Like all of us, an athlete’s time is valuable and he (or she) should be paid for it accordingly. Therefore, the soundest endorsement agreements limit rights to an athlete’s likeness, image and voice, which companies use through a variety of mediums, from magazines and online media to television, radio and point-of-sale displays.

Before signing an endorsement agreement, it is imperative that an athlete understand what the intended usage will be and negotiate an appropriate fee, increasing his compensation for multiple mediums and in instances when required time commitments are greater. For example, it only makes sense to negotiate a higher fee for appearing in a television commercial compared with a “radio drop,” because a commercial is much more time intensive.

To the greatest extent possible, athletes should seek to narrow the amount of time that their likeness, image and/or voice can be exploited.

Use of social media channels
An important gauge of an athlete’s popularity is the number of followers they have on platforms like Twitter and Instagram. In fact, a company’s decision to hire an athlete as a pitchman is often closely tied to the number of followers they have, a factor that spurs many athletes to hire professionals to help build their social media presence. Hence, athletes should not simply give away access to their followers. Instead, they should require higher or separate compensation from companies looking to market their goods and services through their social media accounts.

A strong social media presence is a driver for opportunity. Companies recognize and act on this fact, as should athletes.

Insuring indemnity obligations when receiving equity for endorsements
Athletes are often presented opportunities to be “the next 50 Cent” with offers of equity (an ownership interest) in a company as part of an endorsement deal. These equity-based deals often make sense as a part of an athlete’s portfolio of endorsements. That said, when an athlete endorses a product, there is always the chance he will be named a defendant in a lawsuit involving false advertising, product liability, breach of contract or breach of warranty.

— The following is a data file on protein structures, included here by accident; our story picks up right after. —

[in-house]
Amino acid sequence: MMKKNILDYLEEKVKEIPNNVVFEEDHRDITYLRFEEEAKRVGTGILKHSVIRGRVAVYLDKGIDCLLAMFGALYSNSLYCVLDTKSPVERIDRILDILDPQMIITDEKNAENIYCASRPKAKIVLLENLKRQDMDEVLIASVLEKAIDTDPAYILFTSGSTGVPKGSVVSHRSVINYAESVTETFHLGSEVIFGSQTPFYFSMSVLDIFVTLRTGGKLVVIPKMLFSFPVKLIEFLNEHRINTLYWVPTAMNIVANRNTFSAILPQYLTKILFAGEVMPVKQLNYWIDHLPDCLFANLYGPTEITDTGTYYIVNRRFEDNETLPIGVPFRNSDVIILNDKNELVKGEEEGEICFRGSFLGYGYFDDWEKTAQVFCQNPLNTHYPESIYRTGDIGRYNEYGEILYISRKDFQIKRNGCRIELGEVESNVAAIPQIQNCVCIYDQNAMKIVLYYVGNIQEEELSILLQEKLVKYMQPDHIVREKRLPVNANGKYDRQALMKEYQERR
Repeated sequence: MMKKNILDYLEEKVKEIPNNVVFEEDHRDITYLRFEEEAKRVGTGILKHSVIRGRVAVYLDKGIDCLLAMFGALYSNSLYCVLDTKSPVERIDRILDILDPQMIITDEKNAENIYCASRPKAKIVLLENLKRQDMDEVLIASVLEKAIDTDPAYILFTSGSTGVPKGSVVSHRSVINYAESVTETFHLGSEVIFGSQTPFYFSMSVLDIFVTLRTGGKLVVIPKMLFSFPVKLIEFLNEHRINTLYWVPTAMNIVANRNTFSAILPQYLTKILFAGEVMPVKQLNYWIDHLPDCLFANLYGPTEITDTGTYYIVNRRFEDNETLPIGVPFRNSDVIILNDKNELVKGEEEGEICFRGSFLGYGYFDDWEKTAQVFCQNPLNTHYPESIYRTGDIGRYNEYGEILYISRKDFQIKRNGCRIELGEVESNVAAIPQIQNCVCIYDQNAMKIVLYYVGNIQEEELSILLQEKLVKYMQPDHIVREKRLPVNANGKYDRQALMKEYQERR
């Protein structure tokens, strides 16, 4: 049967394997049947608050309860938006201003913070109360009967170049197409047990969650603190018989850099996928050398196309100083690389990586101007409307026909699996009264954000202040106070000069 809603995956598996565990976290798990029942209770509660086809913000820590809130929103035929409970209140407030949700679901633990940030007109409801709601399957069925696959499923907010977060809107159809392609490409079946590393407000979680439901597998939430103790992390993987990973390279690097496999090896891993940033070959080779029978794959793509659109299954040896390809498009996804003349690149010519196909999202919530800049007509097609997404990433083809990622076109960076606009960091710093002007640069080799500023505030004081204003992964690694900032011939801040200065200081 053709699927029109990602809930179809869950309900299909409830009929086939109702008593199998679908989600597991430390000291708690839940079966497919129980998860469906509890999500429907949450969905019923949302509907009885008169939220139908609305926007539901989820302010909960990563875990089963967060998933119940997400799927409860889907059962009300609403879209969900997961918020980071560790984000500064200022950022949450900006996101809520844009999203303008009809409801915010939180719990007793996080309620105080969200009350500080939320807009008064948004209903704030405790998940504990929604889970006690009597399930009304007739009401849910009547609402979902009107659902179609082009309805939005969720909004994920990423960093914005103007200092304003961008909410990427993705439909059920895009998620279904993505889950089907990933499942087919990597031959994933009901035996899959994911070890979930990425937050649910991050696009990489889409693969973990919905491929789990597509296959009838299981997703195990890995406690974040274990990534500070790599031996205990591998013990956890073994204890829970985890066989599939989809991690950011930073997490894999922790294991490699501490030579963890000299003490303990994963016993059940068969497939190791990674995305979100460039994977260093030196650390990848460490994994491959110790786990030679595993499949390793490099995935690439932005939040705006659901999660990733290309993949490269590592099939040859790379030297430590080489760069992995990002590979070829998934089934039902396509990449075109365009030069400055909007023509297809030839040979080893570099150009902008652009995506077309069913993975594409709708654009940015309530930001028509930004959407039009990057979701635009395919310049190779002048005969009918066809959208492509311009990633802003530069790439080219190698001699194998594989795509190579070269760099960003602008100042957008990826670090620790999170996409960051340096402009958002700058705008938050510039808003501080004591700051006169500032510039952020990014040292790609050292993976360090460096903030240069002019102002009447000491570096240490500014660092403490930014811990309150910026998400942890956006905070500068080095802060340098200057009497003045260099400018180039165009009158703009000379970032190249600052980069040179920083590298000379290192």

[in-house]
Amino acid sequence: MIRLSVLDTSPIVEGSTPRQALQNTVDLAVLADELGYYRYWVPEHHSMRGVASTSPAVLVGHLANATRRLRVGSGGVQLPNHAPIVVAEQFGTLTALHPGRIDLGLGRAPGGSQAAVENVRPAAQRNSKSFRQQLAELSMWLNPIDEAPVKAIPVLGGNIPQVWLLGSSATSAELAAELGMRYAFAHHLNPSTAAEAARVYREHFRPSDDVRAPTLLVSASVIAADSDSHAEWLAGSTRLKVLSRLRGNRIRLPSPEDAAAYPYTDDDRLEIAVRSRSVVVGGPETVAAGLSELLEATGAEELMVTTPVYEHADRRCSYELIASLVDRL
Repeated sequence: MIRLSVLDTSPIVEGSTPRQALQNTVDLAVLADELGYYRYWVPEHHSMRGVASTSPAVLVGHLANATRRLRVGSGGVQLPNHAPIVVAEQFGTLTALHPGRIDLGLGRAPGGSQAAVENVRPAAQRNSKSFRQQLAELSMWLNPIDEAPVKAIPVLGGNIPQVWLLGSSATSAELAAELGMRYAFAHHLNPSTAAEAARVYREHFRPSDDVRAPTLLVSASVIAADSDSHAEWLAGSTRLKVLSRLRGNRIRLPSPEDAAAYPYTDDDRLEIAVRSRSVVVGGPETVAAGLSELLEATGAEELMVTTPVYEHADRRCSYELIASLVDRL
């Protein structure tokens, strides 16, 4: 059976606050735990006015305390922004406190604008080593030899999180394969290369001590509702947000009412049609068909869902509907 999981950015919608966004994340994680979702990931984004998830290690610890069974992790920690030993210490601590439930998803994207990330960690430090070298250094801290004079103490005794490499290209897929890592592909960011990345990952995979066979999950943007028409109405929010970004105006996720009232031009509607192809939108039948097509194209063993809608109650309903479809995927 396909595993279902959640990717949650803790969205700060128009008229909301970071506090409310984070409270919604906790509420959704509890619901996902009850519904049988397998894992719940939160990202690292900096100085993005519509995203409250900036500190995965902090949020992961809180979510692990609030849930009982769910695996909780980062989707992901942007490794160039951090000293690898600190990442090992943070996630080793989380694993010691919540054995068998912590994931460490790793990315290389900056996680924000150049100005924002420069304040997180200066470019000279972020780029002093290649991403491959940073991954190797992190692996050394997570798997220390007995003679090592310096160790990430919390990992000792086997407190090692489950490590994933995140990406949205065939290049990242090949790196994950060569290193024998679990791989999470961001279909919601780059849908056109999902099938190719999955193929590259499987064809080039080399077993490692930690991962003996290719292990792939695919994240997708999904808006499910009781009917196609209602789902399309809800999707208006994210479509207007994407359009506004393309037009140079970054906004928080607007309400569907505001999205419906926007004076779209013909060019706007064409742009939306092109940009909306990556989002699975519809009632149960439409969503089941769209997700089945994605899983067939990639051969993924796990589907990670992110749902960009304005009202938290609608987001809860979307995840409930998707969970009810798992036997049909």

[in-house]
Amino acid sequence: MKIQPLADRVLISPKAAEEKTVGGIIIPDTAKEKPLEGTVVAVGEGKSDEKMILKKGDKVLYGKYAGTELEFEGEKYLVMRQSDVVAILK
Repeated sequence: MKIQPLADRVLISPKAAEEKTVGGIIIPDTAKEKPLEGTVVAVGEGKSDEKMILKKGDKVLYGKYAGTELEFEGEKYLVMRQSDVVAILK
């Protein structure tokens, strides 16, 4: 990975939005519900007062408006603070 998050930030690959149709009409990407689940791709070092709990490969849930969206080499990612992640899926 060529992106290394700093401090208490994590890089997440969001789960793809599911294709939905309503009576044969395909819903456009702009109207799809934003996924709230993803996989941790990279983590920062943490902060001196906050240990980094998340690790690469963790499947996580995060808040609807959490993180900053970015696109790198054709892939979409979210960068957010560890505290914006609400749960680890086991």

The conventional way of offering protection in such a scenario is with an indemnity provision that obligates the company to “indemnify, defend and hold harmless” the athlete. This means that if a lawsuit is brought against the athlete, the company is responsible for hiring counsel, paying any judgment and not asking the athlete to contribute to payment of any judgment. This works so long as the company has the economic means to deliver on this obligation.

However, companies that offer athletes equity to be pitchmen often lack the financial wherewithal to indemnify the athlete. Therefore, it is important that an athlete require the company to get insurance to cover their indemnity obligations; produce a certificate of insurance that reflects the existence of the insurance; and name the athlete as an “additional insured” under the policy.

Athletes have tremendous sway when it comes to consumers’ buying habits — a fact that isn’t lost on companies looking to harness their influence. After the hard work, dedication and focus it takes for such athletes to achieve truly elite status, it is important that they are significantly and appropriately compensated, and protected, for every product and service endorsement.

Anthony Mulrain is a sports business attorney at the law firm Mintz Levin. He has represented numerous NFL, NBA and MLB players, including at least one overall No. 1 draft pick in each of those leagues.